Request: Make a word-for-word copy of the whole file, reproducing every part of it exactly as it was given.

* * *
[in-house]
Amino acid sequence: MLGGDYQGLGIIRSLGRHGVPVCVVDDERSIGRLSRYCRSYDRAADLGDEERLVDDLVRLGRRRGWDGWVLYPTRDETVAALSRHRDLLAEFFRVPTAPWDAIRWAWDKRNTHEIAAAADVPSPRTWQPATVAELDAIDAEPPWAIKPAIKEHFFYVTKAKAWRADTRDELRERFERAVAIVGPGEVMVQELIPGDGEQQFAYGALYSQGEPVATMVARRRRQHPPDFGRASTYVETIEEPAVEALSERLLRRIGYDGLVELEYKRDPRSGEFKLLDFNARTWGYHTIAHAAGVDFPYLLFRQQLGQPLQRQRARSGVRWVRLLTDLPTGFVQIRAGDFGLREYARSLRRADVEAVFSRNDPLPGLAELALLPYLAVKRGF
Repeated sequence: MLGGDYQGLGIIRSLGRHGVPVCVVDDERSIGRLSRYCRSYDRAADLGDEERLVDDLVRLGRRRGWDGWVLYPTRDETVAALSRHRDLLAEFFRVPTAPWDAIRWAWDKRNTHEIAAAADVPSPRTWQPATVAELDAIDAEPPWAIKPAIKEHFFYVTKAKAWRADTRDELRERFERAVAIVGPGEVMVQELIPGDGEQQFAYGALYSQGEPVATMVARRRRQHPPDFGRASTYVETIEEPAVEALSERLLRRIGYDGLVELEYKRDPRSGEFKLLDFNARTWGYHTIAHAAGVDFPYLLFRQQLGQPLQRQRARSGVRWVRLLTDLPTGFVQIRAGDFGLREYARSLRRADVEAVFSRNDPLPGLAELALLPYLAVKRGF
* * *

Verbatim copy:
[in-house]
Amino acid sequence: MLGGDYQGLGIIRSLGRHGVPVCVVDDERSIGRLSRYCRSYDRAADLGDEERLVDDLVRLGRRRGWDGWVLYPTRDETVAALSRHRDLLAEFFRVPTAPWDAIRWAWDKRNTHEIAAAADVPSPRTWQPATVAELDAIDAEPPWAIKPAIKEHFFYVTKAKAWRADTRDELRERFERAVAIVGPGEVMVQELIPGDGEQQFAYGALYSQGEPVATMVARRRRQHPPDFGRASTYVETIEEPAVEALSERLLRRIGYDGLVELEYKRDPRSGEFKLLDFNARTWGYHTIAHAAGVDFPYLLFRQQLGQPLQRQRARSGVRWVRLLTDLPTGFVQIRAGDFGLREYARSLRRADVEAVFSRNDPLPGLAELALLPYLAVKRGF
Repeated sequence: MLGGDYQGLGIIRSLGRHGVPVCVVDDERSIGRLSRYCRSYDRAADLGDEERLVDDLVRLGRRRGWDGWVLYPTRDETVAALSRHRDLLAEFFRVPTAPWDAIRWAWDKRNTHEIAAAADVPSPRTWQPATVAELDAIDAEPPWAIKPAIKEHFFYVTKAKAWRADTRDELRERFERAVAIVGPGEVMVQELIPGDGEQQFAYGALYSQGEPVATMVARRRRQHPPDFGRASTYVETIEEPAVEALSERLLRRIGYDGLVELEYKRDPRSGEFKLLDFNARTWGYHTIAHAAGVDFPYLLFRQQLGQPLQRQRARSGVRWVRLLTDLPTGFVQIRAGDFGLREYARSLRRADVEAVFSRNDPLPGLAELALLPYLAVKRGF